Many COPD treatments come in combination forms and can help with inflammatory responses and shortness of breath. Combined medications can help decrease episodes of acute flare-ups (via Healthline).

Lifestyle changes can help

You may need to alter your lifestyle to reduce exacerbations if you have COPD. Therefore, following your doctor's advice and guidance is essential to longevity (via Healthline).

If you smoke, giving it up will improve your breathing over time, claims NYU Langone Health. Additionally, it's crucial to ensure you receive immunizations like the pneumococcal and flu shots that can help prevent infections from developing in your lungs. Your life may be extended if illnesses are prevented.

According to the COPD Foundation, sustaining good health and energy requires a diet low in processed foods, added sugar, and salt. While this advice can benefit everyone, it is crucial for those with diseases like COPD. Eating foods deficient in the nutrients your body requires might lead to weight gain, making breathing more difficult. As a result, your activity level may decrease, worsening the problem. It is important to exercise and stay active to maintain your independence, as explained by Healthline. Consult your doctor to determine how much physical activity is appropriate for you.

Signs that your COPD is getting worse

You are your best advocate when understanding your body and recognizing early warning signs that your condition is deteriorating. Suppose you notice yourself coughing more or getting short of breath while doing activities that would not usually cause you to feel this way. In that case, it could indicate your condition is worsening (via Everyday Health). You may also experience increased fatigue and changes in the color, consistency, or amount of mucus. These symptoms should set off your internal alarm that something isn't quite right.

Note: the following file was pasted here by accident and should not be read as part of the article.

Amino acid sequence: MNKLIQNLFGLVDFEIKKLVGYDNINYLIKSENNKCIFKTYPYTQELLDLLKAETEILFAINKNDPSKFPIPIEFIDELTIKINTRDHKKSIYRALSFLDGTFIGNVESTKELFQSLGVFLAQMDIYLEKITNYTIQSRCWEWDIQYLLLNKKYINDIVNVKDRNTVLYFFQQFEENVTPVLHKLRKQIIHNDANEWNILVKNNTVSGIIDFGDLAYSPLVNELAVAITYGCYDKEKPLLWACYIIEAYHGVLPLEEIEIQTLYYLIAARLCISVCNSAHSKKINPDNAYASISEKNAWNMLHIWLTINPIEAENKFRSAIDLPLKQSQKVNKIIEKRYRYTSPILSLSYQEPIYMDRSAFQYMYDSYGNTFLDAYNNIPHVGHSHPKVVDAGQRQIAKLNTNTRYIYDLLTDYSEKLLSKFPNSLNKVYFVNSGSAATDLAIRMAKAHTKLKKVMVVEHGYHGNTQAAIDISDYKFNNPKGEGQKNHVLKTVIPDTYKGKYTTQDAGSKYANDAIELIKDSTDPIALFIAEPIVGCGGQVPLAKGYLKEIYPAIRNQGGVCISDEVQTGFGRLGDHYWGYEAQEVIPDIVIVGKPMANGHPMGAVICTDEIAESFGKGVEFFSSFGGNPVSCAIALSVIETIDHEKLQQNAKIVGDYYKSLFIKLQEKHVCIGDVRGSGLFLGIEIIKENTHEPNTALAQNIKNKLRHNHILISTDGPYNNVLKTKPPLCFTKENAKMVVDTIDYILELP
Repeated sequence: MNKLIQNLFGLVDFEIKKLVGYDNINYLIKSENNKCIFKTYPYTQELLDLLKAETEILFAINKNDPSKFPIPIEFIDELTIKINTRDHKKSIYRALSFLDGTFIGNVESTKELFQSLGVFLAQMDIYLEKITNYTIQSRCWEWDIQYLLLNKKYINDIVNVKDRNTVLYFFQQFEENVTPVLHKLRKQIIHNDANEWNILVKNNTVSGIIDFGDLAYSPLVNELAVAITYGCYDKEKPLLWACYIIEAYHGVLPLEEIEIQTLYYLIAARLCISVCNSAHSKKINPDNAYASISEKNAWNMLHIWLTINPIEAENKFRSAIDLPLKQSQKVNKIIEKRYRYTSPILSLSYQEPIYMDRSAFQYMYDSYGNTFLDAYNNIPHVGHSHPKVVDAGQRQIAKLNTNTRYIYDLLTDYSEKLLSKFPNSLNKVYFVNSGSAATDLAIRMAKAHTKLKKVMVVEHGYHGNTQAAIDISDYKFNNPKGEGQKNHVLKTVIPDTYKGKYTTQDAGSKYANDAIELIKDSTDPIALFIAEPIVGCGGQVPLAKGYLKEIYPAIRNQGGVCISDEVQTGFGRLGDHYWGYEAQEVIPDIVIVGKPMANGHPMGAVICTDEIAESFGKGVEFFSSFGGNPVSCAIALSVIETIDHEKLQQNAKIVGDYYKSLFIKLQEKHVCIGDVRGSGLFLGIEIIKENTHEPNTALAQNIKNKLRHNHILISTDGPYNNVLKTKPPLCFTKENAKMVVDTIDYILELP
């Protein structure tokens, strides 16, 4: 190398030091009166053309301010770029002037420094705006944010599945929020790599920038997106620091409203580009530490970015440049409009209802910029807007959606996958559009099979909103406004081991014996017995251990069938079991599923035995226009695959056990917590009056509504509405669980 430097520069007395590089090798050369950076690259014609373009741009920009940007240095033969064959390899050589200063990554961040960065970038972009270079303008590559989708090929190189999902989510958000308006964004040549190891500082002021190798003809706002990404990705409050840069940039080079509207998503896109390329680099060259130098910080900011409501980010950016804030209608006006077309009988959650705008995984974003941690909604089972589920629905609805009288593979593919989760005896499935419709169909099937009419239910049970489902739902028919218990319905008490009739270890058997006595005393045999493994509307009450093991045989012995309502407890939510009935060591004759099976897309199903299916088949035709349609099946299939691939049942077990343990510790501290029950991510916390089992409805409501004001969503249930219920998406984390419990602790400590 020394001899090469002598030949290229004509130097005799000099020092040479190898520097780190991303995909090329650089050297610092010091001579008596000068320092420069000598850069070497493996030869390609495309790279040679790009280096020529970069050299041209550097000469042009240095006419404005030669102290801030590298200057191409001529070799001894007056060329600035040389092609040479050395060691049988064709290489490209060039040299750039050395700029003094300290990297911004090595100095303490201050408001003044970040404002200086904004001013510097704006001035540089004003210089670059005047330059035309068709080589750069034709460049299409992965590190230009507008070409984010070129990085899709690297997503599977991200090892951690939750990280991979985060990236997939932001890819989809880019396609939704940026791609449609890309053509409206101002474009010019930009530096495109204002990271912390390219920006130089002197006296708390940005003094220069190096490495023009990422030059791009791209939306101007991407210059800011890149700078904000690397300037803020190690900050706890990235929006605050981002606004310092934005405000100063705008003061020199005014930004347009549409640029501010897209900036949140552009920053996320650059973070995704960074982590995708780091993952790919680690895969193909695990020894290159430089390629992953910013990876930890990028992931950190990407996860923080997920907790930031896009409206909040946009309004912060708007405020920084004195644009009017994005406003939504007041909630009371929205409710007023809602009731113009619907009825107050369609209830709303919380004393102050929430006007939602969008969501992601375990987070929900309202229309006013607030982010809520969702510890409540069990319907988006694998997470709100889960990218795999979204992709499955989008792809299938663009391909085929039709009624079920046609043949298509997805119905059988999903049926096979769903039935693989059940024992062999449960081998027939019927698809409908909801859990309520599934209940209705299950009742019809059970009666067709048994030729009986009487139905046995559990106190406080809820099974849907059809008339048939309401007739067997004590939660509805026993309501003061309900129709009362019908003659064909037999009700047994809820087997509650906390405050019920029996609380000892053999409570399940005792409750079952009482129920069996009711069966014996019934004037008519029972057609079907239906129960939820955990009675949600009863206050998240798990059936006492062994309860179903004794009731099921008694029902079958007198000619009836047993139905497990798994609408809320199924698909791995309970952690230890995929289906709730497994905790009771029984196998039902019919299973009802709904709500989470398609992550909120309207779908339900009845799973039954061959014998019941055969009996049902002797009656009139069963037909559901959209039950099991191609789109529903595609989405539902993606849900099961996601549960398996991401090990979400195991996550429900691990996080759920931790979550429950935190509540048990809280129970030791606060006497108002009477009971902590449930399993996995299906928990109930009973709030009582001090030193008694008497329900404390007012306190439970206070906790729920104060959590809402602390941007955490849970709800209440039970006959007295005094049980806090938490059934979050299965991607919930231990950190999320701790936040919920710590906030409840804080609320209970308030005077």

According to a study published in the International Journal of Chronic Obstructive Pulmonary Disease, COPD exacerbations can have long- and short-term effects on your lungs. These exacerbations are challenging to recover from. As a result, your ability to perform daily activities can decline with each subsequent exacerbation. Any symptoms that appear to be worsening should prompt you to see your doctor for a thorough examination. Early detection can aid in slowing disease progression (per Medical News Today).

Can pulmonary rehab improve your quality of life?

A thorough pulmonary rehab program can enhance the quality of life for someone with COPD. All people who are symptomatic with decreased pulmonary function and intolerant to exertion can benefit from pulmonary rehab. Motivation plays a vital role in the success of the program. Therefore, rehab programs start when a person is stable and not exacerbating (via the American Journal of Respiratory and Critical Care Medicine). According to the National Heart, Lung, and Blood Institute, a multifaceted approach to pulmonary rehab includes counseling, education, and exercise regimens.

Emotional support is just as important as the exercise and movement components of the program. Patients can interact with others who have similar conditions through pulmonary rehab. As a result, pulmonary rehab assists people in forming supportive peer groups and encourages patients to stick with the program during a potentially difficult transition. People are more likely to complete the maintenance program if they have the encouragement of others. According to statistics, "two out of every three patients" who participate in pulmonary rehab programs have positive outcomes, with most patients spending fewer days in the hospital.

Common myths about COPD

It is common to have misconceptions about COPD because it is a complex disease caused by various factors. Cigna addresses a common misconception that only tobacco smokers develop COPD. Tobacco smokers are at a higher risk of developing COPD, but nonsmokers and people frequently exposed to secondhand smoke can also develop COPD. This myth is related to another common misconception that if you have COPD and smoke, there is no reason to quit. However, smoking exacerbates symptoms and hastens disease progression, so it is best to quit.

There is also a widespread misconception that COPD cannot be treated. Although COPD cannot be cured, there are effective treatments that can prevent further lung damage and aid in symptom management (via the Cleveland Clinic). Furthermore, Medical News Today mentions another common fallacy about COPD: that it only affects the elderly. While this population is impacted more frequently, adults under 50 can be affected by COPD. The majority of cases in young adults are caused by genetics.